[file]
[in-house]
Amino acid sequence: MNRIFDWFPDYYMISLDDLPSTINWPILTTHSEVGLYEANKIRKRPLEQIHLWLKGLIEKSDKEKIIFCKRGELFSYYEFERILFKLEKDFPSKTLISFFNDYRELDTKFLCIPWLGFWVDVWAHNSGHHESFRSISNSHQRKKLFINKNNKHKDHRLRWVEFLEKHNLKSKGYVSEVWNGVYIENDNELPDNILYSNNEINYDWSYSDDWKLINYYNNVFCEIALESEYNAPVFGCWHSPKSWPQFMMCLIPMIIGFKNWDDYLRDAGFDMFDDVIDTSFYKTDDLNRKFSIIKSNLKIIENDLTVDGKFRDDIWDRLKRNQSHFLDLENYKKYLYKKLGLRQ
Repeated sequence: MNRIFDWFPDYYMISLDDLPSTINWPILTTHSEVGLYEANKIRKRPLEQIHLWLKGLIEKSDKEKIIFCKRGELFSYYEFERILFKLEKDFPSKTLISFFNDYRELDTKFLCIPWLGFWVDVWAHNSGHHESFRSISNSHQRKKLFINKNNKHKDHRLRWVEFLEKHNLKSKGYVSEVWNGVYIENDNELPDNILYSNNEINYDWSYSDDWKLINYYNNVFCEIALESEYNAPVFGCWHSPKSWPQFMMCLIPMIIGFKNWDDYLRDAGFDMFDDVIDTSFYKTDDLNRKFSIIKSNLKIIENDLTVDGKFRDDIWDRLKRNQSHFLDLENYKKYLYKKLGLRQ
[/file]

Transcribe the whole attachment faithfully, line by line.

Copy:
[in-house]
Amino acid sequence: MNRIFDWFPDYYMISLDDLPSTINWPILTTHSEVGLYEANKIRKRPLEQIHLWLKGLIEKSDKEKIIFCKRGELFSYYEFERILFKLEKDFPSKTLISFFNDYRELDTKFLCIPWLGFWVDVWAHNSGHHESFRSISNSHQRKKLFINKNNKHKDHRLRWVEFLEKHNLKSKGYVSEVWNGVYIENDNELPDNILYSNNEINYDWSYSDDWKLINYYNNVFCEIALESEYNAPVFGCWHSPKSWPQFMMCLIPMIIGFKNWDDYLRDAGFDMFDDVIDTSFYKTDDLNRKFSIIKSNLKIIENDLTVDGKFRDDIWDRLKRNQSHFLDLENYKKYLYKKLGLRQ
Repeated sequence: MNRIFDWFPDYYMISLDDLPSTINWPILTTHSEVGLYEANKIRKRPLEQIHLWLKGLIEKSDKEKIIFCKRGELFSYYEFERILFKLEKDFPSKTLISFFNDYRELDTKFLCIPWLGFWVDVWAHNSGHHESFRSISNSHQRKKLFINKNNKHKDHRLRWVEFLEKHNLKSKGYVSEVWNGVYIENDNELPDNILYSNNEINYDWSYSDDWKLINYYNNVFCEIALESEYNAPVFGCWHSPKSWPQFMMCLIPMIIGFKNWDDYLRDAGFDMFDDVIDTSFYKTDDLNRKFSIIKSNLKIIENDLTVDGKFRDDIWDRLKRNQSHFLDLENYKKYLYKKLGLRQ